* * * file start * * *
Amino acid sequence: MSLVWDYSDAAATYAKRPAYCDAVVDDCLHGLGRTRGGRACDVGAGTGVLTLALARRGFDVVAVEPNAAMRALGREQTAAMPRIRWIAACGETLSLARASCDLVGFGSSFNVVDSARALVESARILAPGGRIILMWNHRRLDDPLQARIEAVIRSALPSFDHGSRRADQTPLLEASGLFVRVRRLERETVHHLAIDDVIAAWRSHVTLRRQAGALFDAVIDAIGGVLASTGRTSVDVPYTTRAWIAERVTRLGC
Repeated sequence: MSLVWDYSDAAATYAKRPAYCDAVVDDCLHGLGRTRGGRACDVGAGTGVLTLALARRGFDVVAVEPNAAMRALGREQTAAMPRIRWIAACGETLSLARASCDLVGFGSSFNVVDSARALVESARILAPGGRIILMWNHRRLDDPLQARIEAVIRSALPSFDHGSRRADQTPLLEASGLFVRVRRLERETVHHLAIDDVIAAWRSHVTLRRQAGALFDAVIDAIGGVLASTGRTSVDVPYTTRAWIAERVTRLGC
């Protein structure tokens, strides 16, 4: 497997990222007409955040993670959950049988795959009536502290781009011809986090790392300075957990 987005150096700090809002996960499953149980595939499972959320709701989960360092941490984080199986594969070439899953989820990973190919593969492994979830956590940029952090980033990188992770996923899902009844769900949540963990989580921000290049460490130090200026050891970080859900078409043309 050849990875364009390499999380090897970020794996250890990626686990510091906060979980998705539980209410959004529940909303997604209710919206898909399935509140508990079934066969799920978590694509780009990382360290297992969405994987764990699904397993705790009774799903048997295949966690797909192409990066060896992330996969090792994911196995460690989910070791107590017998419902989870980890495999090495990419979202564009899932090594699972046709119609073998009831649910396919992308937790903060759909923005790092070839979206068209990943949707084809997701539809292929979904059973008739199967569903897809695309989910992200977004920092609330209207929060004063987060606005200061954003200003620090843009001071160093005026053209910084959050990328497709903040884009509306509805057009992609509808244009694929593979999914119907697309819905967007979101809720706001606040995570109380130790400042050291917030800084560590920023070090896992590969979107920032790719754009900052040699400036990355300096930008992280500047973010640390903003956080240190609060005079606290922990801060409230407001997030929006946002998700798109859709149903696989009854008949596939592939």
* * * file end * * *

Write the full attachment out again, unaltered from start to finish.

Amino acid sequence: MSLVWDYSDAAATYAKRPAYCDAVVDDCLHGLGRTRGGRACDVGAGTGVLTLALARRGFDVVAVEPNAAMRALGREQTAAMPRIRWIAACGETLSLARASCDLVGFGSSFNVVDSARALVESARILAPGGRIILMWNHRRLDDPLQARIEAVIRSALPSFDHGSRRADQTPLLEASGLFVRVRRLERETVHHLAIDDVIAAWRSHVTLRRQAGALFDAVIDAIGGVLASTGRTSVDVPYTTRAWIAERVTRLGC
Repeated sequence: MSLVWDYSDAAATYAKRPAYCDAVVDDCLHGLGRTRGGRACDVGAGTGVLTLALARRGFDVVAVEPNAAMRALGREQTAAMPRIRWIAACGETLSLARASCDLVGFGSSFNVVDSARALVESARILAPGGRIILMWNHRRLDDPLQARIEAVIRSALPSFDHGSRRADQTPLLEASGLFVRVRRLERETVHHLAIDDVIAAWRSHVTLRRQAGALFDAVIDAIGGVLASTGRTSVDVPYTTRAWIAERVTRLGC
């Protein structure tokens, strides 16, 4: 497997990222007409955040993670959950049988795959009536502290781009011809986090790392300075957990 987005150096700090809002996960499953149980595939499972959320709701989960360092941490984080199986594969070439899953989820990973190919593969492994979830956590940029952090980033990188992770996923899902009844769900949540963990989580921000290049460490130090200026050891970080859900078409043309 050849990875364009390499999380090897970020794996250890990626686990510091906060979980998705539980209410959004529940909303997604209710919206898909399935509140508990079934066969799920978590694509780009990382360290297992969405994987764990699904397993705790009774799903048997295949966690797909192409990066060896992330996969090792994911196995460690989910070791107590017998419902989870980890495999090495990419979202564009899932090594699972046709119609073998009831649910396919992308937790903060759909923005790092070839979206068209990943949707084809997701539809292929979904059973008739199967569903897809695309989910992200977004920092609330209207929060004063987060606005200061954003200003620090843009001071160093005026053209910084959050990328497709903040884009509306509805057009992609509808244009694929593979999914119907697309819905967007979101809720706001606040995570109380130790400042050291917030800084560590920023070090896992590969979107920032790719754009900052040699400036990355300096930008992280500047973010640390903003956080240190609060005079606290922990801060409230407001997030929006946002998700798109859709149903696989009854008949596939592939």